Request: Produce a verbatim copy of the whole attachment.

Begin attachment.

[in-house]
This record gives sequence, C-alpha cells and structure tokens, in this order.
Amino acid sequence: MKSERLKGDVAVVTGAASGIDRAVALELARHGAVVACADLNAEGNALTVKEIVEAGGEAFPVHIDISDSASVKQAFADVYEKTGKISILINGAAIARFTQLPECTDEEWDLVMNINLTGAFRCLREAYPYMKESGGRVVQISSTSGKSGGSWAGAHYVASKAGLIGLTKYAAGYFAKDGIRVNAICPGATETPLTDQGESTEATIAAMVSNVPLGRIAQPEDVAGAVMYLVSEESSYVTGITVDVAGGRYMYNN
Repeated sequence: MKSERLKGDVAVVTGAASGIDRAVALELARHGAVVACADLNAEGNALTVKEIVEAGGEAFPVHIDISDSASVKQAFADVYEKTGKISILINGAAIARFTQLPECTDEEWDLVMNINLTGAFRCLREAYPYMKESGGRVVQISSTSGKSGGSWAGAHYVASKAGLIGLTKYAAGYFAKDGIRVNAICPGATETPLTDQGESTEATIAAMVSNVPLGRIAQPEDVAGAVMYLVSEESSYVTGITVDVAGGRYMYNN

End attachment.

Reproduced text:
[in-house]
This record gives sequence, C-alpha cells and structure tokens, in this order.
Amino acid sequence: MKSERLKGDVAVVTGAASGIDRAVALELARHGAVVACADLNAEGNALTVKEIVEAGGEAFPVHIDISDSASVKQAFADVYEKTGKISILINGAAIARFTQLPECTDEEWDLVMNINLTGAFRCLREAYPYMKESGGRVVQISSTSGKSGGSWAGAHYVASKAGLIGLTKYAAGYFAKDGIRVNAICPGATETPLTDQGESTEATIAAMVSNVPLGRIAQPEDVAGAVMYLVSEESSYVTGITVDVAGGRYMYNN
Repeated sequence: MKSERLKGDVAVVTGAASGIDRAVALELARHGAVVACADLNAEGNALTVKEIVEAGGEAFPVHIDISDSASVKQAFADVYEKTGKISILINGAAIARFTQLPECTDEEWDLVMNINLTGAFRCLREAYPYMKESGGRVVQISSTSGKSGGSWAGAHYVASKAGLIGLTKYAAGYFAKDGIRVNAICPGATETPLTDQGESTEATIAAMVSNVPLGRIAQPEDVAGAVMYLVSEESSYVTGITVDVAGGRYMYNN